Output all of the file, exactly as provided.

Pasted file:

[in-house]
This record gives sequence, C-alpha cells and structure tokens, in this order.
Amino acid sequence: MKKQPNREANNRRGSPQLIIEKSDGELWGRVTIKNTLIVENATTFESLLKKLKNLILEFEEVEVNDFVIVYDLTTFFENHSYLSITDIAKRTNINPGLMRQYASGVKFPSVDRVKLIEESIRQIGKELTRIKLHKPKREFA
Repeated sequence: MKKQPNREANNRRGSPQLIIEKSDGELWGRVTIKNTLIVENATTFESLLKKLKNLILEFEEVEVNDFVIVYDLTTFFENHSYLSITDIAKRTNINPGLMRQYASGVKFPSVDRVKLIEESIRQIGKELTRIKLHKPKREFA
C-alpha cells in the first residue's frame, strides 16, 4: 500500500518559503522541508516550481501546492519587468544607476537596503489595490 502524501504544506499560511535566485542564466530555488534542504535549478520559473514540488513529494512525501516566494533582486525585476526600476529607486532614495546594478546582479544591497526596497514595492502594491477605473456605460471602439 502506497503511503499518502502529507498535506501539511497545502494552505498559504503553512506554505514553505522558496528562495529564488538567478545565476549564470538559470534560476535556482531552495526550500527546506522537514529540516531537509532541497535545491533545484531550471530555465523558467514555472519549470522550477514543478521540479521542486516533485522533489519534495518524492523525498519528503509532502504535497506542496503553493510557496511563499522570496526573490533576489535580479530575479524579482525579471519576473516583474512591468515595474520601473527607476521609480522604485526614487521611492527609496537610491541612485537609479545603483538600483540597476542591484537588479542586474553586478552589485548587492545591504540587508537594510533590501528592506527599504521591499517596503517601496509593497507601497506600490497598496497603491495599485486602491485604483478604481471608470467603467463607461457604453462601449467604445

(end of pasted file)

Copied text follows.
[in-house]
This record gives sequence, C-alpha cells and structure tokens, in this order.
Amino acid sequence: MKKQPNREANNRRGSPQLIIEKSDGELWGRVTIKNTLIVENATTFESLLKKLKNLILEFEEVEVNDFVIVYDLTTFFENHSYLSITDIAKRTNINPGLMRQYASGVKFPSVDRVKLIEESIRQIGKELTRIKLHKPKREFA
Repeated sequence: MKKQPNREANNRRGSPQLIIEKSDGELWGRVTIKNTLIVENATTFESLLKKLKNLILEFEEVEVNDFVIVYDLTTFFENHSYLSITDIAKRTNINPGLMRQYASGVKFPSVDRVKLIEESIRQIGKELTRIKLHKPKREFA
C-alpha cells in the first residue's frame, strides 16, 4: 500500500518559503522541508516550481501546492519587468544607476537596503489595490 502524501504544506499560511535566485542564466530555488534542504535549478520559473514540488513529494512525501516566494533582486525585476526600476529607486532614495546594478546582479544591497526596497514595492502594491477605473456605460471602439 502506497503511503499518502502529507498535506501539511497545502494552505498559504503553512506554505514553505522558496528562495529564488538567478545565476549564470538559470534560476535556482531552495526550500527546506522537514529540516531537509532541497535545491533545484531550471530555465523558467514555472519549470522550477514543478521540479521542486516533485522533489519534495518524492523525498519528503509532502504535497506542496503553493510557496511563499522570496526573490533576489535580479530575479524579482525579471519576473516583474512591468515595474520601473527607476521609480522604485526614487521611492527609496537610491541612485537609479545603483538600483540597476542591484537588479542586474553586478552589485548587492545591504540587508537594510533590501528592506527599504521591499517596503517601496509593497507601497506600490497598496497603491495599485486602491485604483478604481471608470467603467463607461457604453462601449467604445